Action Learning is the opposite of a one size fits all learning programme as it is tailored to the individual’s needs. Adults learn best when they decide what they want to learn, and the learning is closely linked to issues or problems of immediate concern. Learning in an action learning set is directly linked to change and action, and therefore business performance.
Action learning moves people, and cultures, towards using a coach-approach. Here, we’ve shared three of our real examples of Action Learning:
A senior manager in a restructure
He wanted to support his team through a re-structure, when he himself was leaving.
What we did
- The group asked him questions that enabled him to identify what was really important to him about supporting his staff in this time of change
- They helped him to normalise his feelings of betrayal at leaving his team behind
- They supported him to figure out what to do next
- In the debrief, we acknowledged the importance of recognising an individual’s feelings, even when those feelings might seem illogical from the outside
- Four weeks later, he stated that the action learning helped him to see what was really going on for him
- He had been able to run workshops to support his team members and others to state their own needs and put their best foot forward in this time of change
- He had worked out what he must complete during his final weeks, and what could drop
- He had identified how to make a good ending, psychologically
- His commitment to his team’s wellbeing meant that individuals and the business could thrive.
A manager in a sales role
She wanted to build a better relationship with a client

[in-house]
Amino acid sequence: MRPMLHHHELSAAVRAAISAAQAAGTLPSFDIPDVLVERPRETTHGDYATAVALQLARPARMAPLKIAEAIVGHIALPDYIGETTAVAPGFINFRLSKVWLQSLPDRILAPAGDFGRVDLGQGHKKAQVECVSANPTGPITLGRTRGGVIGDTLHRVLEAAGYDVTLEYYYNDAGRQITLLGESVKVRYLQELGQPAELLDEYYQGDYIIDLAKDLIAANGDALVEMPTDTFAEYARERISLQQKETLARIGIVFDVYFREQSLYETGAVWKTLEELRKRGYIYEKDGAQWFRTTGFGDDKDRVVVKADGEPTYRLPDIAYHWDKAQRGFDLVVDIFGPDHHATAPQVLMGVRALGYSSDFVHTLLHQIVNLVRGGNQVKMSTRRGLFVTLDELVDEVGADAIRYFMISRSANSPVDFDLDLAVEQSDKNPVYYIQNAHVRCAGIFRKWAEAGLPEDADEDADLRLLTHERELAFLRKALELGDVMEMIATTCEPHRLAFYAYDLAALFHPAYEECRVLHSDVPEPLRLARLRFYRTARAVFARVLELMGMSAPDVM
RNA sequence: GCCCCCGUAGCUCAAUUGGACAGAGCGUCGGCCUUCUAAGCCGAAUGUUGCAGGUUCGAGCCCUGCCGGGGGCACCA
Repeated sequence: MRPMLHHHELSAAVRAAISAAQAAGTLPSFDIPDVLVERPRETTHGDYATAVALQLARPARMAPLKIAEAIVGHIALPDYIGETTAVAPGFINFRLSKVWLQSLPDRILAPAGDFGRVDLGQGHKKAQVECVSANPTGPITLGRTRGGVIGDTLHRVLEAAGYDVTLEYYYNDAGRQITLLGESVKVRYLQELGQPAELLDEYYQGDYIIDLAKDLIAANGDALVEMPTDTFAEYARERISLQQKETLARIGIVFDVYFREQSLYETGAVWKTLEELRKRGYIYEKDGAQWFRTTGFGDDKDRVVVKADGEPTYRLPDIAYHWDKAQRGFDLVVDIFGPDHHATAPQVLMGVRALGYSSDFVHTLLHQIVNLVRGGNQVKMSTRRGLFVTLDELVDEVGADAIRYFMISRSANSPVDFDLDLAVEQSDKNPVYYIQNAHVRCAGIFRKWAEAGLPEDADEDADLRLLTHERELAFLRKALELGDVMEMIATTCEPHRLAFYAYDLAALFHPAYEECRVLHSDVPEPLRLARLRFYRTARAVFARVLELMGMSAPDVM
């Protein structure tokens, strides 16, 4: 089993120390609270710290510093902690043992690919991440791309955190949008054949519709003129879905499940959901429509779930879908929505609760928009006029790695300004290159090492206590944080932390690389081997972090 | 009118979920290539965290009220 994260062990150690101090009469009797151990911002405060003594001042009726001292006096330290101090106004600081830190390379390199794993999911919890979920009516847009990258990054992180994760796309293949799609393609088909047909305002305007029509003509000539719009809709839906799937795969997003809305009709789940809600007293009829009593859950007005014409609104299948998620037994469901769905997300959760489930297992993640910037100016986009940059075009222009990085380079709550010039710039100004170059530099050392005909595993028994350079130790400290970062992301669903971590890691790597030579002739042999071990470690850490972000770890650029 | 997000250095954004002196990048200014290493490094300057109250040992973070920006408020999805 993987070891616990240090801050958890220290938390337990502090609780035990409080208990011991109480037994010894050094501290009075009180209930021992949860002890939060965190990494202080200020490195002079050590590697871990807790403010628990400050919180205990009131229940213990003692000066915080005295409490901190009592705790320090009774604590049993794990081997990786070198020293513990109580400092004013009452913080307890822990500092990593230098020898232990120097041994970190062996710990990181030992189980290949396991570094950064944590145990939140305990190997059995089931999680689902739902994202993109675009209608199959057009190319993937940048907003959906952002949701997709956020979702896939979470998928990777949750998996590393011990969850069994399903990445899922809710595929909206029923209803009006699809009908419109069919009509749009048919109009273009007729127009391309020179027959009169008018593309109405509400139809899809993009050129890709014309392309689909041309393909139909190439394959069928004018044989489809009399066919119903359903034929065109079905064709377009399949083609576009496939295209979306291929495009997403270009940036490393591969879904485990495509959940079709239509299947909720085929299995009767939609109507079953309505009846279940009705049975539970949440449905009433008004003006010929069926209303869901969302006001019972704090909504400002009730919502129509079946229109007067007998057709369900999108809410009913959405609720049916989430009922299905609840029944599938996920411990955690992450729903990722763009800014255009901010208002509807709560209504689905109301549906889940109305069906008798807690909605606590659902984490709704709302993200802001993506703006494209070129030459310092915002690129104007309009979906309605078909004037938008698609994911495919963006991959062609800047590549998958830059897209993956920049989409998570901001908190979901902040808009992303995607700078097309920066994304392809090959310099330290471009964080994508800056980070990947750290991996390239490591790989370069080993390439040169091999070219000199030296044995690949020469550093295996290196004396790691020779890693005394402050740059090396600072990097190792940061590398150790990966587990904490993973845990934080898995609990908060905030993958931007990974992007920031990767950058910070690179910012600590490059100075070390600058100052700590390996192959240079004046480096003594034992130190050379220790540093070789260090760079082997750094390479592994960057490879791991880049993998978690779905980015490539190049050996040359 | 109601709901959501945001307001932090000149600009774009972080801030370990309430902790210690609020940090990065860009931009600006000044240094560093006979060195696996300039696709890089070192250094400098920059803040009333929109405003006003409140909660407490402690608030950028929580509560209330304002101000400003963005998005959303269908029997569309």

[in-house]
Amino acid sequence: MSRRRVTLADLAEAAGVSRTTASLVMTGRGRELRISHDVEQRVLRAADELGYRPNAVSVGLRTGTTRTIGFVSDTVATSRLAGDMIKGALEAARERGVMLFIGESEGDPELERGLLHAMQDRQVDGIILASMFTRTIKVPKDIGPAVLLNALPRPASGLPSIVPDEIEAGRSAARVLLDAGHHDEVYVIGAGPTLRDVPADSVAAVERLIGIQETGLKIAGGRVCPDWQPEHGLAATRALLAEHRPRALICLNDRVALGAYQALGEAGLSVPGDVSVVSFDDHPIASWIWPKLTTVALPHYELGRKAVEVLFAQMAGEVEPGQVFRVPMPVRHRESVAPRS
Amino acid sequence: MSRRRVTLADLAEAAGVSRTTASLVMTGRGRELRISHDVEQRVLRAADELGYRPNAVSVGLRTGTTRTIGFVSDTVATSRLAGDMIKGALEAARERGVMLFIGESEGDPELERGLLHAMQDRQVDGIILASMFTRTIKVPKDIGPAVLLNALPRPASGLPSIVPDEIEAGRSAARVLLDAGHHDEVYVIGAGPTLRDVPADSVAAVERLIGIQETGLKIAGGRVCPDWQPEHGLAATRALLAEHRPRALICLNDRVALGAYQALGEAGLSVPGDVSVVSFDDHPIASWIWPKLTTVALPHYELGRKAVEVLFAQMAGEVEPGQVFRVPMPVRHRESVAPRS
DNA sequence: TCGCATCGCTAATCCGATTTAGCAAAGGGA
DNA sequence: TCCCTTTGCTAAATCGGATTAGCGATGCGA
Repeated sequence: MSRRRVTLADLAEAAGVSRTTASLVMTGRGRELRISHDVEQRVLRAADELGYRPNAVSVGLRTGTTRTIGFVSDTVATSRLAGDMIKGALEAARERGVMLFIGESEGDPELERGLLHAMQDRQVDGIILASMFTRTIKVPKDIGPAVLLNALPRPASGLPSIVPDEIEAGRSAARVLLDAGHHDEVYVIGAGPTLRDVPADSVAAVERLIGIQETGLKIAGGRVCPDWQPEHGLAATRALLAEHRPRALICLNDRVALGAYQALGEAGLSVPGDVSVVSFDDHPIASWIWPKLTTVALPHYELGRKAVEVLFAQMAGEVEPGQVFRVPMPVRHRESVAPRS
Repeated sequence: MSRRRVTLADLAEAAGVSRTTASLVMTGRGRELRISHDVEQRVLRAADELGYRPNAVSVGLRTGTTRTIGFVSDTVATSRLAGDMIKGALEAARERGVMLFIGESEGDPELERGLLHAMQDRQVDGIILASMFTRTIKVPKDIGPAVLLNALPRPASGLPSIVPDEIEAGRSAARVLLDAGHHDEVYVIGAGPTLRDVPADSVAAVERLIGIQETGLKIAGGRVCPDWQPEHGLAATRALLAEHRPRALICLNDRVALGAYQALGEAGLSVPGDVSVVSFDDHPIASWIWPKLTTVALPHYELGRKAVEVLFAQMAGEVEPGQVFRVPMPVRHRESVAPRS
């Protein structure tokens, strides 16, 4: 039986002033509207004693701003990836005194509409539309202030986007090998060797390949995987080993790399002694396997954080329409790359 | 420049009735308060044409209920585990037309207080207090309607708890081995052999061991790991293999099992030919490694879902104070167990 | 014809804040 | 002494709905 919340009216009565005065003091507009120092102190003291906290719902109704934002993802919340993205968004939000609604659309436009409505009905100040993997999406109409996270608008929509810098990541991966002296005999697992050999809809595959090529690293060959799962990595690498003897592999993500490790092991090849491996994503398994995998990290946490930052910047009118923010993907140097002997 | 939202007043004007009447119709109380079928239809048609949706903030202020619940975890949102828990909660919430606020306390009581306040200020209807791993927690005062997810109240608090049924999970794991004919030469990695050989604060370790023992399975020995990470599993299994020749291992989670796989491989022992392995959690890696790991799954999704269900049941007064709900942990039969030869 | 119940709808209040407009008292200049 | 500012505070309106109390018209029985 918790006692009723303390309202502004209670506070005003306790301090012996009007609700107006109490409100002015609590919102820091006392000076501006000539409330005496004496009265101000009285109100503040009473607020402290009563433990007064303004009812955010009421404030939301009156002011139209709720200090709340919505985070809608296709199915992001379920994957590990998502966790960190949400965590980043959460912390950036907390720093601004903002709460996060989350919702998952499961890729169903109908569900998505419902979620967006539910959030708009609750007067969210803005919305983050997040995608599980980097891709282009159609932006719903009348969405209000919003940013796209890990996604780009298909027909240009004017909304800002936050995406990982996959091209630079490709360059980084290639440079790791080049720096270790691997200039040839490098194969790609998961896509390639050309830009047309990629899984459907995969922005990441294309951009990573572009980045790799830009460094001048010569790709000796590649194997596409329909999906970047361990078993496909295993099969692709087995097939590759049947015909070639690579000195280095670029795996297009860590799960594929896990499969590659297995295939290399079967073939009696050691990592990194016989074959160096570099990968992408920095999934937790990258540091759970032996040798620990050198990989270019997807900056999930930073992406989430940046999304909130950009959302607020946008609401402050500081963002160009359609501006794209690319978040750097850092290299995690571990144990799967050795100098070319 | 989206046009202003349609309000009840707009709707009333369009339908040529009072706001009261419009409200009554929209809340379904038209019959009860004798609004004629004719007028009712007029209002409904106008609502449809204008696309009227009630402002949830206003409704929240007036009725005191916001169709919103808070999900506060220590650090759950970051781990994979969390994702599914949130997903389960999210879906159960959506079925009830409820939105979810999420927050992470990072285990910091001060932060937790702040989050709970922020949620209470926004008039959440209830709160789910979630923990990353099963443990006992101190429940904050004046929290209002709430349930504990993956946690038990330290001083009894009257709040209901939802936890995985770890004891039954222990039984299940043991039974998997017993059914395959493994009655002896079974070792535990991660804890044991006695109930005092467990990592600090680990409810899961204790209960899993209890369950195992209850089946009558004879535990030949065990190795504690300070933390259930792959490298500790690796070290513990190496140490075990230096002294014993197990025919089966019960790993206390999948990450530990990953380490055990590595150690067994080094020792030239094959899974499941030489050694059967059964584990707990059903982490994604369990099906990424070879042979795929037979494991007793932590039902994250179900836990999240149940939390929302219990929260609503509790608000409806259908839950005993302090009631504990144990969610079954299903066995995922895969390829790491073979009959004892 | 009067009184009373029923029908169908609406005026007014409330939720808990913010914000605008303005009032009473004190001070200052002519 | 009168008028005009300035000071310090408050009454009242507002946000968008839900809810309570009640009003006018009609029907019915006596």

What we did
- The group asked questions that helped her to identify why this relationship was important
- Following her train of thought, they then probed to get her to outline the obstacles that were preventing the relationship from flourishing
- She continued to work out what she could try out with her client, to get over these obstacles
- She committed to several actions
- In the debrief, the group recognised that they wanted to give advice, but that the individual came up with some of the ideas for herself, which meant she would more likely follow through on them; and she came up with other ideas that were very relevant to her in her context, that they had not come up with – so she ended up with more ideas that fitted her situation
When we next met, she told the group that the relationship felt better and her efforts had led to some additional work to the value of £24,000. This had a cyclical effect on her improved relationship with her client.
A stuck Managing Director
She wanted to think creatively about an element of her project that she was stuck on
What we did
- The group listened as she got clear for herself about the scope of the issue
- One of the group encouraged her to start drawing. This opened up an exploration that she hadn’t expected. She quickly got some new ideas and decided on her next steps
- In review, the group discussed the power of drawing and how they might apply it in meetings back in the workplace
She took her recommendations to her steering committee and her refined picture generated even more ideas that were good for employees and good for business. She felt more confident about herself and her contributions. She estimated that action learning saved her 6 weeks of stuckness, a cost-saving equivalent of £14,000.
“Really worthwhile, a rich learning experience.”
“My experience with the [Action Learning] programme really helped to boost my confidence in a way that couldn’t be achieved in training.”
If the Action Learning approach appeals to you, contact us to learn more;